Hence, while the plunger is in its fully raised position and in an operative condition of FIG. 4 whereby the ribs and grooves are aligned, relative rotation between the plunger and the locking sleeve will cause rib 33 to be forced past one of the pegs 38, 39 depending on the direction of rotation of the plunger. The chamfered end surface of rib 33 will effect a smoother movement of this rib past one of the pegs 38, 39 but will nevertheless cause a degree of force to be applied while relatively rotating sleeve 14 and plunger 28. With the plunger now in its inoperative position of FIG. 2, shown after having relatively rotated the plunger clockwise, it can be continued to be rotated clockwise relative to sleeve 14 until a side wall of rib 33 abuts against peg 41. Thereafter, continued clockwise rotation of the plunger will cause locking sleeve 14 to rotate therewith. And, counterclockwise rotation of the plunger will bring the opposite side wall of rib 33 into abutting engagement with peg 39 during which time the plunger may be rotated relative to the locking sleeve. However, when rib 33 abuts against peg 39 it will effect a combined rotation of the plunger and the locking sleeve in a counterclockwise direction of FIG. 2 if the locking sleeve is not held. The same principle applies if rib 33 is forced over peg 38. It can be therefore seen that the plunger is permitted its relative rotation through an arc of only approximately 180° whereafter sleeve 14 will begin rotating together therewith in either direction. However, if peg 41 were to be eliminated, the plunger and sleeve could be relatively rotated throughout almost 360° before they begin rotating together as rib 33 abuts against one or the other of pegs 38, 39 depending on the direction of rotation. Also, chamfers 42 on the ribs could be eliminated if so desired.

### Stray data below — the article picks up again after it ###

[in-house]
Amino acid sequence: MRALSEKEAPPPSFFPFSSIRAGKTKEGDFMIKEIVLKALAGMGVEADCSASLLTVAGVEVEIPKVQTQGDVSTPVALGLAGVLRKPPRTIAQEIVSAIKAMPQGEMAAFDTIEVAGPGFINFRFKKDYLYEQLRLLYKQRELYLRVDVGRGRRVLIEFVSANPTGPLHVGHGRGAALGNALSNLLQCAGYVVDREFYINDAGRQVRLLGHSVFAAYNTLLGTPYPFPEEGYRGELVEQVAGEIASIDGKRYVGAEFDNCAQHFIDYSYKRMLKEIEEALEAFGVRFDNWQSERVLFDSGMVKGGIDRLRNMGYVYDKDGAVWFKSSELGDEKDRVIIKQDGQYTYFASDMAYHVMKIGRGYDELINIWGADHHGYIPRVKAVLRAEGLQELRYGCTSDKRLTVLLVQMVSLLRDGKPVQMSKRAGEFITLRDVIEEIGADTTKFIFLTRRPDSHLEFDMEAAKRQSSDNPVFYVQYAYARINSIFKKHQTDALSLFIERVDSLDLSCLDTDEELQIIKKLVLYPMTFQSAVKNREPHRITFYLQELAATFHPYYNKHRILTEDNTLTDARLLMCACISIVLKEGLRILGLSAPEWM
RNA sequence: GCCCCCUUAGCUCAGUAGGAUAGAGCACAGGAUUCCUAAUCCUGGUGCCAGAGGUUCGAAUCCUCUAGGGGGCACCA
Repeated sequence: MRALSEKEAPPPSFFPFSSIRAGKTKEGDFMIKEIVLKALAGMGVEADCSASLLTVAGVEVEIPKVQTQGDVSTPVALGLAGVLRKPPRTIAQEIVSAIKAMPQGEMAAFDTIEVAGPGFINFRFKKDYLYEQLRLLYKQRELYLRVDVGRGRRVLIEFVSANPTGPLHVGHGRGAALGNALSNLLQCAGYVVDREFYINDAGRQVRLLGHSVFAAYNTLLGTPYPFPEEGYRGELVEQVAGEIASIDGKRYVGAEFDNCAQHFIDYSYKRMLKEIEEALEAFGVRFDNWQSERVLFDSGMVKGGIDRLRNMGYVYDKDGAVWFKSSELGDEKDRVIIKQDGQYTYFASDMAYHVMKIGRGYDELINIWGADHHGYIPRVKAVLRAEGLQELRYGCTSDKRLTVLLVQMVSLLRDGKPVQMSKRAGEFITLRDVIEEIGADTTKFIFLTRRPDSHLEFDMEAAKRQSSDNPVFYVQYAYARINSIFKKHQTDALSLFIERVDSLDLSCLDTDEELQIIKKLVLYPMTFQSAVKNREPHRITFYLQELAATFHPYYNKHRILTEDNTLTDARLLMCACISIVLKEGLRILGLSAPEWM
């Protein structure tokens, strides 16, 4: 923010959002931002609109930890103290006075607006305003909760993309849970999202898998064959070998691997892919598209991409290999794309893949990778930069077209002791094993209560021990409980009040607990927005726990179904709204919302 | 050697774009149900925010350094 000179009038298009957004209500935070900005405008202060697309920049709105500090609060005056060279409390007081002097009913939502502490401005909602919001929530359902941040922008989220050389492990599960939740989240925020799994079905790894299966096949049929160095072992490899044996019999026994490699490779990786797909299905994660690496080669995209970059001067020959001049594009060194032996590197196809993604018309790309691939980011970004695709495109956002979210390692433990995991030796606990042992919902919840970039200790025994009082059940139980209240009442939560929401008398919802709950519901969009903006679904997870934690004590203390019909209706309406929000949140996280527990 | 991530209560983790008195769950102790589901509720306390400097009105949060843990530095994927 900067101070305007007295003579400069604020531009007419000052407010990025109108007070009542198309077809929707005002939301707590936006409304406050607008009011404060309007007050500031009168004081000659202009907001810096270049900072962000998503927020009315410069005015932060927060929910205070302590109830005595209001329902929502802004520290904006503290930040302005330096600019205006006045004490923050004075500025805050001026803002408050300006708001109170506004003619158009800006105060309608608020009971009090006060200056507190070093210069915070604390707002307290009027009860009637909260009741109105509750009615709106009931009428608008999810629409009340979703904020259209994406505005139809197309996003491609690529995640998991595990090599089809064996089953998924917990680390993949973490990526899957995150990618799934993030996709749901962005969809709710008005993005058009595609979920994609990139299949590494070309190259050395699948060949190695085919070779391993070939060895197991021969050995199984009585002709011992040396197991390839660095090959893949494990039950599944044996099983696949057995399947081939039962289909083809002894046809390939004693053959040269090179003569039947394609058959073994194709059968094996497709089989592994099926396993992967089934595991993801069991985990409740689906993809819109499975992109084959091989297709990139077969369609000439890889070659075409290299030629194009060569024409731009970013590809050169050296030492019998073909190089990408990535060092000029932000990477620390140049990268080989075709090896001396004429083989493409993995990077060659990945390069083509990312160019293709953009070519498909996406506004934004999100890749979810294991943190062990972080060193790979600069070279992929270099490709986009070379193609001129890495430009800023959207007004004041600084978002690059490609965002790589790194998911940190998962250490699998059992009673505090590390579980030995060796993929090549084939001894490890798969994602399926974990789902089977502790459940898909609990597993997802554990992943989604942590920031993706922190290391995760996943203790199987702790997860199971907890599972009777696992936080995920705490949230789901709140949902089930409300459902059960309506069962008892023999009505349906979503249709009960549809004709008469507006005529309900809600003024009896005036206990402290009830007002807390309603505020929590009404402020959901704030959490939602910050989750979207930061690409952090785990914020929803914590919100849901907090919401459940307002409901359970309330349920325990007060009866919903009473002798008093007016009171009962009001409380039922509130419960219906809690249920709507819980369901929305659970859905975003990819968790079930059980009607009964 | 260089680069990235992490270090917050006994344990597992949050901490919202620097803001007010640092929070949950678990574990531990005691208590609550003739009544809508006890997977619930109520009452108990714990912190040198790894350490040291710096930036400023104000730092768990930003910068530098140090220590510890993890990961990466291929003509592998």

During relative rotation between plunger 28 and sleeve 14, ribs 34 and 35 bypass each of the upstanding pegs which extend out of the rotational path of these two ribs. These two ribs serve together with rib 33 to act as guides for the plunger during alignment thereof with their respective grooves as shown in FIG. 4. Also, end surfaces 36 of the three unequally spaced ribs, serve to positively support the plunger in its raised and locked position, and the unequal spacing of the ribs as well as the greater radial extent of rib 33 avoids the tendency of rib and groove alignment except between rib 33 and its groove 25 and between the other ribs and their grooves as shown in FIG. 4.